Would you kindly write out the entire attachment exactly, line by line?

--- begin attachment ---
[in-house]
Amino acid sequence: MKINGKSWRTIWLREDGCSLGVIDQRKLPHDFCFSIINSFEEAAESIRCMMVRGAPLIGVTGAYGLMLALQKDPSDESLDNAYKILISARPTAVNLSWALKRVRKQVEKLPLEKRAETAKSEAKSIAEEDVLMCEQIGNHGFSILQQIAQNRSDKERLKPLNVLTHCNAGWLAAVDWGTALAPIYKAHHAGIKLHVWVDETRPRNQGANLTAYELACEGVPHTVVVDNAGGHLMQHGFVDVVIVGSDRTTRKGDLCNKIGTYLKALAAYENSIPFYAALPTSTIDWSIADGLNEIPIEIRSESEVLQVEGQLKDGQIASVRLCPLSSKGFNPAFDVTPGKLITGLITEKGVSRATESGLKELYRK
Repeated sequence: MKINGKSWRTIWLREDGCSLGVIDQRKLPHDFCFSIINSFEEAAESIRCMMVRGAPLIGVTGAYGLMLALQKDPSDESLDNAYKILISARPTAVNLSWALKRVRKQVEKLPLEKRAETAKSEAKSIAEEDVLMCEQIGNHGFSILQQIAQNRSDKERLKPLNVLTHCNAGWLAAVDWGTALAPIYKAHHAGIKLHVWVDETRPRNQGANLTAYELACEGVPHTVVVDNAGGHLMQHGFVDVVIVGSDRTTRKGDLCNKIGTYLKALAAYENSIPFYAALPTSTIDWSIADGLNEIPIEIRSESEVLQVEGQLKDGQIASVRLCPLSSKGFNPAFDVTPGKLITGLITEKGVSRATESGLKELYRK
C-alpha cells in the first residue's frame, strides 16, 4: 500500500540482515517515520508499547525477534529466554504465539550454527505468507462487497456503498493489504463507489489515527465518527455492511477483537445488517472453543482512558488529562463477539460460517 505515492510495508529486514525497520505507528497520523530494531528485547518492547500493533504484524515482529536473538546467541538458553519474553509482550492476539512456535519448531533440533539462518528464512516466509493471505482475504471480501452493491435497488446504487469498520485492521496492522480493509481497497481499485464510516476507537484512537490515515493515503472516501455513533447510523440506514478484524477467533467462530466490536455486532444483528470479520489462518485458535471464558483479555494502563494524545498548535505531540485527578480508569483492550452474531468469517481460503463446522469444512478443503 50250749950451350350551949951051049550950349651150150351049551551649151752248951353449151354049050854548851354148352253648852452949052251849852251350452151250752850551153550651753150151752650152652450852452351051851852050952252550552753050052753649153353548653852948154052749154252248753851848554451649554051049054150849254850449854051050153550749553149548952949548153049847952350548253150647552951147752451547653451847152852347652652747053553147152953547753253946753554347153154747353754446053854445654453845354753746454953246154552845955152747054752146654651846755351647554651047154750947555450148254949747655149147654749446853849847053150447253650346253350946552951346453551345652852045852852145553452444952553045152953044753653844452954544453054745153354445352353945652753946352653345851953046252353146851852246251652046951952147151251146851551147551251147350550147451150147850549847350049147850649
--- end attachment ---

[in-house]
Amino acid sequence: MKINGKSWRTIWLREDGCSLGVIDQRKLPHDFCFSIINSFEEAAESIRCMMVRGAPLIGVTGAYGLMLALQKDPSDESLDNAYKILISARPTAVNLSWALKRVRKQVEKLPLEKRAETAKSEAKSIAEEDVLMCEQIGNHGFSILQQIAQNRSDKERLKPLNVLTHCNAGWLAAVDWGTALAPIYKAHHAGIKLHVWVDETRPRNQGANLTAYELACEGVPHTVVVDNAGGHLMQHGFVDVVIVGSDRTTRKGDLCNKIGTYLKALAAYENSIPFYAALPTSTIDWSIADGLNEIPIEIRSESEVLQVEGQLKDGQIASVRLCPLSSKGFNPAFDVTPGKLITGLITEKGVSRATESGLKELYRK
Repeated sequence: MKINGKSWRTIWLREDGCSLGVIDQRKLPHDFCFSIINSFEEAAESIRCMMVRGAPLIGVTGAYGLMLALQKDPSDESLDNAYKILISARPTAVNLSWALKRVRKQVEKLPLEKRAETAKSEAKSIAEEDVLMCEQIGNHGFSILQQIAQNRSDKERLKPLNVLTHCNAGWLAAVDWGTALAPIYKAHHAGIKLHVWVDETRPRNQGANLTAYELACEGVPHTVVVDNAGGHLMQHGFVDVVIVGSDRTTRKGDLCNKIGTYLKALAAYENSIPFYAALPTSTIDWSIADGLNEIPIEIRSESEVLQVEGQLKDGQIASVRLCPLSSKGFNPAFDVTPGKLITGLITEKGVSRATESGLKELYRK
C-alpha cells in the first residue's frame, strides 16, 4: 500500500540482515517515520508499547525477534529466554504465539550454527505468507462487497456503498493489504463507489489515527465518527455492511477483537445488517472453543482512558488529562463477539460460517 505515492510495508529486514525497520505507528497520523530494531528485547518492547500493533504484524515482529536473538546467541538458553519474553509482550492476539512456535519448531533440533539462518528464512516466509493471505482475504471480501452493491435497488446504487469498520485492521496492522480493509481497497481499485464510516476507537484512537490515515493515503472516501455513533447510523440506514478484524477467533467462530466490536455486532444483528470479520489462518485458535471464558483479555494502563494524545498548535505531540485527578480508569483492550452474531468469517481460503463446522469444512478443503 50250749950451350350551949951051049550950349651150150351049551551649151752248951353449151354049050854548851354148352253648852452949052251849852251350452151250752850551153550651753150151752650152652450852452351051851852050952252550552753050052753649153353548653852948154052749154252248753851848554451649554051049054150849254850449854051050153550749553149548952949548153049847952350548253150647552951147752451547653451847152852347652652747053553147152953547753253946753554347153154747353754446053854445654453845354753746454953246154552845955152747054752146654651846755351647554651047154750947555450148254949747655149147654749446853849847053150447253650346253350946552951346453551345652852045852852145553452444952553045152953044753653844452954544453054745153354445352353945652753946352653345851953046252353146851852246251652046951952147151251146851551147551251147350550147451150147850549847350049147850649